For our bodies to work well, our internal organs need to stay at a fairly constant 37°C. If your internal organs start to get too cold, they are less able to keep all vital functions operating. The word hypothermia literally means under (hypo) temperature (therm). Hypothermia can set in quickly or over time and generally leads to the casualty becoming less co-ordinated and will lead to death if not managed well. It is always best to avoid hypothermia by dressing appropriately, keeping dry, staying warm, and eating well.
Mild Hypothermia starts when a persons body temperature drops below 35°C. Severe hypothermia occurs when a persons body temperature drops below about 30°C. At this point, they are likely to be unconscious and be experiencing life-threatening irregular heart rhythm.
Keep an eye out for any unusual “-umbings” (mumbling, Stumbling, grumbling) among each person in your party. Act quickly to prevent hypothermia from progressing into a more dangerous level.
Early warning signs (mild hypothermia)
A body temperature between around 35-32°C will yield signs and symptoms such as;
- feeling cold,
- uncontrollable shivering,
- clumsiness and slurred speech,
- apathy and irrational behaviour.
- shivering stops,
- may report feeling hot, and remove clothes,
- pulse difficult to find,
- level of consciousness declines further,
- heart rate may slow or irregular.
Ensure that you, others in your group and your patient don’t continue to lose heat.
- If your patient is still shivering (and fully conscious) and there is shelter nearby, then protected them from the wind/rain and get to the shelter.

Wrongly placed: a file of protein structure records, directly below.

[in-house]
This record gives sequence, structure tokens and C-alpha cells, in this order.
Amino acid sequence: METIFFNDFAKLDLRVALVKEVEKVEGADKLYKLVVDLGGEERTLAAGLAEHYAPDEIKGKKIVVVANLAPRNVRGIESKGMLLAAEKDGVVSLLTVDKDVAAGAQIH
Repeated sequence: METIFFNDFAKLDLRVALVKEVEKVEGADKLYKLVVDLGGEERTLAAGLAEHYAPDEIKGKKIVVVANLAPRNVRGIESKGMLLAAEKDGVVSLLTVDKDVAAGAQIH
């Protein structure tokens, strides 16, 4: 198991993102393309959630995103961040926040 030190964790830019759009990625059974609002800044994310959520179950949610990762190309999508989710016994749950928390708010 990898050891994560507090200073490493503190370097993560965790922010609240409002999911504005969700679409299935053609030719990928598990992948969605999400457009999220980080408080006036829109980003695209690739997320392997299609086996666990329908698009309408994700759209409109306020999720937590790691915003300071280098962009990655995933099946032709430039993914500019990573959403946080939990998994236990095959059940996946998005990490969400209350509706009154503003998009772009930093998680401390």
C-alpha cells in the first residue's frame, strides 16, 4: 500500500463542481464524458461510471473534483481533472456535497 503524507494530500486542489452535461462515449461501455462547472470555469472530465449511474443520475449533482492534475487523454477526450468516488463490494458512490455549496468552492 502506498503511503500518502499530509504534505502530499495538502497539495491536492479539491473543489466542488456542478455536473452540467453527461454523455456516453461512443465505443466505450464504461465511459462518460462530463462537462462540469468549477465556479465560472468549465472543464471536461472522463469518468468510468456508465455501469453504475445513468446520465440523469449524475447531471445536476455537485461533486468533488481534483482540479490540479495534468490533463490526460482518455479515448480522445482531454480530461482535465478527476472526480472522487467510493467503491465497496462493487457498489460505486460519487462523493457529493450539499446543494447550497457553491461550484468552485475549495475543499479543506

- If the patient is no longer shivering or is not fully conscious, then stop immediately. Build a shelter where you are by pitching your tent, portable bothy shelter or tarp.
Minimise movement of the patient and keep them laying down. Movement runs a serious risk of moving very cold blood from the extremities to the bodies core, causing further cooling and potentially cardiac arrest.
Carefully (and respectfully) remove wet clothing (to slow heat loss).
Stop all further heat loss and allow the patient calmly and slowly warm up to stabilise their core temperature.
- Prevent further heat loss by carefully placing a sleeping pad or other insulation under the patient to prevent further heat loss.
- Wrap the patient in a sleeping bag, space blanket or other blankets.
- Place hot (not able to burn) water bottles or other heat packs to the patient’s neck, armpits and groin. (eg fill water bottles or bladders).
- Have extra people in the tent to warm the air with their body heat, but not so many people that it risks moving the patient.
NEVER rub the patient or use fire, other radiant heat to warm the patient. This is more likely to move cold blood into the main part of the body potentially causing death.
If the patient is fully conscious give then warm sweet drinks, such as hot chocolate or soup with extra sugar added.
NEVER give patient alcohol to drink.
Call emergency services if you have any concerns for people’s welfare, such as if the patients;
- consciousness declines,
- stops shivering,
- pulse is difficult to find or is very irregular.